Planet earth stream_powerpoint_presentation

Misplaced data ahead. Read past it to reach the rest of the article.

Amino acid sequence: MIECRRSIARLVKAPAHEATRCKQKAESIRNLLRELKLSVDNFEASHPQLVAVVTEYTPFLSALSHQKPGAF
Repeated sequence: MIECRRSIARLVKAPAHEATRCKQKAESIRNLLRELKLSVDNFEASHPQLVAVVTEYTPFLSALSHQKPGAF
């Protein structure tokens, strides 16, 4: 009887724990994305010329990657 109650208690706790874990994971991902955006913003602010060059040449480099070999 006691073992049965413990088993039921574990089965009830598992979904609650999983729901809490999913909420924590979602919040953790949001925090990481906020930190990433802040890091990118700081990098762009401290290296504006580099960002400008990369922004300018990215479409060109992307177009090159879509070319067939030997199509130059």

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<ul><li> 1. Fluvial Processes and Flooding</li></ul><p> 2. Summary of Important Concepts </p> <ul><li>Stream erosion is a very important force shaping the earths surface. A streams ability to erode is related to its velocity and its discharge.</li></ul><ul><li>Streams transport sediment particles. Streams that end at standing bodies of water (oceans or lakes) deposit this sediment to form deltas. Intermittent streams in arid mountain areas deposit coarse sediment to form alluvial fans.</li></ul><p> 3. Summary of Important Concepts, continued </p> <ul><li>Flooding is the main hazard associated with streams. Flooding is measured using hydrographs-- graphs which plot water level (or discharge) over a period of time associated with the flood. </li></ul><ul><li><ul><li>Upland floods (upstream)occur in the higher areas of a drainage basin. These are sudden floods (flash floods) that move quickly through narrow valleys.</li></ul></li></ul><ul><li><ul><li>Lowland floodsoccur in the lower areas of a drainage basin. These are slower but longer-lasting floods that spread out over broad areas of the streams floodplain.</li></ul></li></ul><ul><li>Urban development increases flooding because buildings, roads and parking lots decrease the infiltration of rainwater into the ground, and increase the speed with which rainwater runs off into channels. </li></ul><p> 4. Water on Earth is Recycled:The Hydrologic Cycle </p> <ul><li>&gt;97% of earths water is contained in the oceans and roughly 3% is fresh. </li></ul><ul><li>Of that three %, MOST of earths fresh water is tied up in ice (~2%), then groundwater (next chapter), lakes, ice and streams. </li></ul><ul><li>Weather patterns determine the amount and location of precipitation, and the amount and time over which precipitation occurs is not constant. </li></ul><ul><li>Evaluation of Precipitation </li></ul><ul><li><ul><li>Area over which the rain falls </li></ul></li></ul><ul><li><ul><li>Duration of the rain </li></ul></li></ul><ul><li><ul><li>Intensity </li></ul></li></ul><p> 5. The Hydrologic CycleThe Fate of Precipitation </p> <ul><li><ul><li>Most water evaporates off the ocean (large volume) and enters the atmosphere.Through precipitation of snow, rain and ice, water falls either directly back into the ocean or on the land.</li></ul></li></ul><ul><li><ul><li>Water that falls onto land enters streams by infiltration through the ground or by runoff. </li></ul></li></ul><ul><li><ul><li>Infiltration </li></ul></li></ul><ul><li><ul><li><ul><li>The movement of water into rocks or soil through cracks and pore spaces. </li></ul></li></ul></li></ul><ul><li><ul><li>Runoff </li></ul></li></ul><ul><li><ul><li><ul><li>Water that flows over the land. </li></ul></li></ul></li></ul><p> 6. The Hydrologic Cycle 7. How Water Enters a Stream </p> <ul><li>A cup of land bounded by areas of high relief is called the DRAINAGE BASIN.Any precipitation that falls within the cup of land flows to the stream as either runoff or by infiltration.Infiltration capacity of the soil is controlled by: </li></ul><ul><li><ul><li>Slope of the land (steeper slopes cause water to flow as runoff rather than infiltrate). </li></ul></li></ul><ul><li><ul><li>Soil texture (we will see with groundwater, properties of soils may dictate how easily water will infiltratethink about sand versus clay). </li></ul></li></ul><ul><li><ul><li>Nature of the vegetative cover (plants can remove water with roots and transpire the water back into the atmosphere). </li></ul></li></ul><p> 8. The United States is divided, so to speak by the Appalachian Mountains on the East and the Rockies in the Midwest.All water falling in between those two mountain ranges is in the Mississippi River Drainage basin. 9. Streams A body of running water that is confined in a channel and flows under the influence of gravity. Channel width may vary from a few cms to several kms.The term stream in geology refers toany water flowing in a channel , and so includes rivers, streams, creeks, brooks, washes, arroyos and other related features. Throughout this lesson we will use the termstreamto includeallthese types of features. 10. In general, streams begin at theheadwatersat higher elevations, and discharge into other streams and lakes (relative base level) that will eventually reach the ultimate base level (sea level). 11. Streams </p> <ul><li>Longitudinal Profile - Elevation changes of a stream from source to mouth. </li></ul><ul><li>Gradient - the vertical drop of a channel over a horizontal distance. </li></ul><p> 12. Streams </p> <ul><li>Theheadwatersare the upper part of the stream near its source in the mountains.Upstreamregions.</li></ul><ul><li><ul><li>Steep Gradient. </li></ul></li></ul><ul><li>Lower reaches of a stream are referred to asdownstreamregions. </li></ul><ul><li><ul><li>Shallow Gradient. </li></ul></li></ul><p> 13. Streams </p> <ul><li>The mouth is the place where a stream channel terminates and enters the sea, a lake, etc. </li></ul><ul><li>Base level is the theoretical limit to which the stream can erode.It is, in effect, the elevation of the streams mouth. </li></ul><p> 14. The ultimate goal of a stream is to erode the land down to sea level! </p> <ul><li>Streams BEGIN at headwater regions and either DISCHARGE (flow into) into other streams, into lakes or into the ocean. </li></ul><ul><li>The limit to which a stream can downcut the bottom of its channel (erode) is its BASE LEVEL.The ultimate base level for fluvial processes is the ocean (weather all land to sea level).Many streams have a localized base level. </li></ul><p> 15. Stream Gradation </p> <ul><li>Headwater streams are located at higher elevations with steep slopes or gradients (change in elevation/distance).These streams usually have more work (breaking down the mountains) to do in terms of weathering away land and carrying sediments downstream.These streams are termed youthful because they are just beginning to carve the lands surface ( DEGRADING STREAMS ).It is essentially a collecting system for water and sediment. </li></ul><ul><li>As we move further downstream, the land begins to level, slope gradient begins to become more gentle and the water velocity slows down ( GRADED STREAMS ).It is essentially a transporting system for water and sediment. </li></ul><ul><li>Ultimately a stream will discharge into a large lake or ocean.As the stream approaches its base level, the land is relatively flat, water is flowing extremely slow and sediments are deposited into many landforms ( AGGRADING STREAMS ).It is essentially a dispersing system for water and sediment. </li></ul><p> 16. Stream Gradation </p> <ul><li>In order to examine features of these three streams, we need to look at the relationship between stream velocity and how much stuff a stream can carry (i.e. sediment).</li></ul><ul><li>The VOLUME of sediment a stream can carry is calledCAPACITY .Think of the capacity of sediment a stream is capable of carrying.Larger streams (having a larger volume of water has a higher capacity to transport stuff). </li></ul><ul><li>A streamsCOMPETENCEis the MAXIMUM grain size a stream can transport.This is directly related to the velocity of the stream.Faster moving water has a higher competence because it can move larger sized materials. </li></ul><p> 17. </p> <ul><li>Erosionby streams has shaped the land surface worldwide over geologic time. This spectacular gorge in Colorado is entirely a product of stream erosion acting over several millions of years.</li></ul><ul><li>The ability of a stream to erode (competence and capacity) relates to two things: </li></ul><ul><li>Velocity-- thespeedof the water, generally measured infeet per second .</li></ul><ul><li>2. Discharge-- thetotal amount(volume) of water carried by the stream. Discharge is generally measured incubic feet per second , orcfs .</li></ul><p> 18. Stream Velocity Profile: Friction along the bottom and sides of a stream (wetted perimeter) decreases the velocity there.The fastest moving water is therefore, in the center of the stream at the surface. 19. Stream Discharge </p> <ul><li>Stream discharge is the VOLUME of water that passes a given point along a stream in a given amount of time. </li></ul><ul><li>Discharge (Q) depends on two thingshow fast is the water moving (velocity, v) and cross sectional area (A) of the stream (to determine volume of water).</li></ul><ul><li>Q = A*vwhere velocity is measured in feet/sec and area is ft 2 .ft/sec*ft 2 = ft 3 /sec or cubic feet per second or CFS. </li></ul><ul><li>For example, if we have a lot of precipitation, stage level in the stream rises, increasing the cross sectional area of the stream (i.e. more water).Increase A and multiply it by v, will increase the discharge Q. </li></ul><p> 20. </p> <ul><li>Discharge </li></ul><ul><li><ul><li><ul><li>The volume of water passing a given point in a stream per unit time </li></ul></li></ul></li></ul><ul><li><ul><li><ul><li>Q = cross sectional area of the stream channel (depth x width) x velocity</li></ul></li></ul></li></ul><ul><li><ul><li><ul><li>measured in cubic meters or cubic feet per second </li></ul></li></ul></li></ul><p>Upstream - Narrow V-shaped channels Downstream - wide, deep U-shaped channel 21. This graph shows the connection between discharge and the amount of sediment a stream can carry (sediment derived from erosion of the streams banks and channels).The higher the velocity, the faster the water moves, the more sediments can be transported, and the higher erosive capabilities of the stream. A 10x increase in discharge corresponds to a nearly 100x increase in erosion and sediment load carried. 22. Stream Gradation </p> <ul><li>Okay, considering what we have learned, we can examine the features of the different types of streams mentioned earlier.These three types of streams are associated with specific geologic landforms and are located at certain places on land. </li></ul><ul><li>DEGRADING STREAMS are streams that are young, located near headwater areas at high elevations. </li></ul><ul><li>GRADING STREAMS are located down stream of degrading streams (getting closer to sea level)are said to be in equilibrium (Ill address this later). </li></ul><ul><li>AGGRADING STREAMSare located closest to base level at the lowest gradients (very gentle slopes so they move slow).</li></ul><p> 23. Degrading Streams </p> <ul><li>Degrading streams are found in headwater regions with steep gradients.On a map view, the streams appear straight as water is flowing STRAIGHT down hill. </li></ul><ul><li>Steep slopes contribute to faster water velocity and erosion predominates, especially at the bottom of the stream (downcutting). </li></ul><ul><li>The velocity is so rapid that the streams sediment load is less than the streams capacity to carry load (water can transport more sediments than it does).Fast moving water results in a high competence. </li></ul><ul><li>Excessive downcutting results in a V shaped valley with steep valley walls (over time, the valley walls will mass waste into the stream channel, widening the streamworking towards a graded stream system). </li></ul><ul><li>These streams are characterized by rapids and may be associated with water falls.These streams DO NOT have floodplains (flat areas of land adjacent to the stream channel). </li></ul><p> 24. DEGRADING STREAM:Degrading streams at headwater regions effectively erode mountains at higher elevations.Water velocity is the fastest (steep gradient) and erosion most intense.LoadAs erosion of degrading streams continue, the valley walls are widened and deepenedand the land surrounding the stream is less steep.</p> <ul><li>The gentler gradient of graded streams translates into slower velocity of water flow and a shift in capacity to carry sediment typically load equals the capacity to carry sediments so the stream is said to be in equilibrium (overall transporting sediment load). </li></ul><ul><li>Stream energy is directed laterally, where the stream slows down, meanders (an S shaped pattern on a map view)erosion is lateral not at the base of the stream channel. </li></ul><ul><li>Graded stream valley shape is wider, as a result (U shaped). </li></ul><ul><li>Geologic features associated with graded streams include, point bars, cut banks, FLOODPLAINS, levees, oxbow lakes, etc.(View the next few slides). </li></ul><p> 26. GRADED STREAMS:As erosion of a degrading stream continues the valley walls are widened and deepened.Gradient is less steep and stream energy is directed laterally as opposed to vertically (in degrading streams). Load equals the capacity.Sediments are deposited along point bars and eroded at cut banks (I.e. deposition = erosion). 27. As shown by the photo in the previous slide, many streams naturallymeander(form curving, S-shaped bends).Stream channels tend tomeander more and more over time . The reason is becausestreams erode on the outsides of curves(fastest water flow) , and deposit sediment on the insides of curves(slowest water flow).The eroding outside part of the curve is called thecut bank . The inside part of the curve where sediment is deposited is called thepoint bar . 28. Aerial views of graded streams.The squiggly pattern indicates that the gradient is gentle.Typically graded streams have wide U shaped valleys, flood plains and levees.Water velocity is slower and erosion is lateral. 29. This air photo of the Missouri River beautifully shows the mainmeandering channeland the adjacentfloodplain(the band of darker land along the channel).Farms and fields produce the patchy appearance of the floodplain here. The fertile soil of floodplains is intensively farmed throughout the world. Intensive human use of floodplains is one of the problems we will consider later in this lesson. 30. A long-term result of erosion of cut banks (outsides of bends) is that a stream may eventuallycut through the neck of a tight meander , abandoning part of its channel, and forming a feature called anoxbow lake .The figure here shows the steps in this process. 31. Eventually graded streams meander to such an extent that its easier to just cut off the meander (left).The cutoff horseshoe shaped body of water is no longer part of the stream.These are oxbow lakes.See map below. 32. This meander is about to cut off. 33. And when it does, an oxbow lake is left behind.View of several oxbow lakes that have been cutoff from the main stream bottom right.Note the land is relatively flat. 34. And another one.Eventually this lake, being stagnant, will fill in with vegetation.Organisms will proliferate and suck the oxygen out of the water (sediments will turn what color?).As it fills in it will become swampy and then finally land when the water dries/evaporates. 35. OXBOW LAKE This air photo shows anoxbow lake . (The main channel is out of view to the right.) The curving scars on the land show the progressive migration of the meandering channel over time. 36. Aggrading Streams </p> <ul><li>Aggrading streams are considered Old Age.</li></ul><ul><li>Landscape is very flat as we approach sea level. </li></ul><ul><li>The water velocity decreases tremendously at the gentle slopes so that the sediment load exceeds the capacity of the stream to carry it whereby deposition of sediments occurs. </li></ul><ul><li>Massive deposits of sediments produce geologic features called channel bars (filling of the stream channel with sediment) producing a BRAIDED stream pattern on a map view. </li></ul><ul><li>The channel shape is extremely wide and extremely shallow due to the filling in of sediments. </li></ul><ul><li>Generally the main stream valley branches out as it approaches the ocean or large lakethese are called distributaries. </li></ul><p> 37. Downstream near the mouth of the stream, gradients are very low.Load&gt;capacity so much of the sediments are deposited.Water moves very slowly.As sediments deposit, stream channel becomes shallow (sediments fill in).Braided streams heavily loaded with sediment result from channel bars that are deposited.The main channel is lost.Eventually the stream will branch apart into distributaries, right before it discharges into another body of water.These are considered OLD age streams simply because the land is essentially eroded down to base level. 38. The End of the Line </p> <ul><li>Ultimately streams will discharge into a larger body of water (lake or ocean). </li></ul><ul><li>Sediments deposited into the ocean produce a large fan shaped deposit called a delta. </li></ul><ul><li>New Orleans is built on the delta of the Mississippi Rivertechnically, the delta will prograde (grow) out to sea as more and more sedi...</li></ul>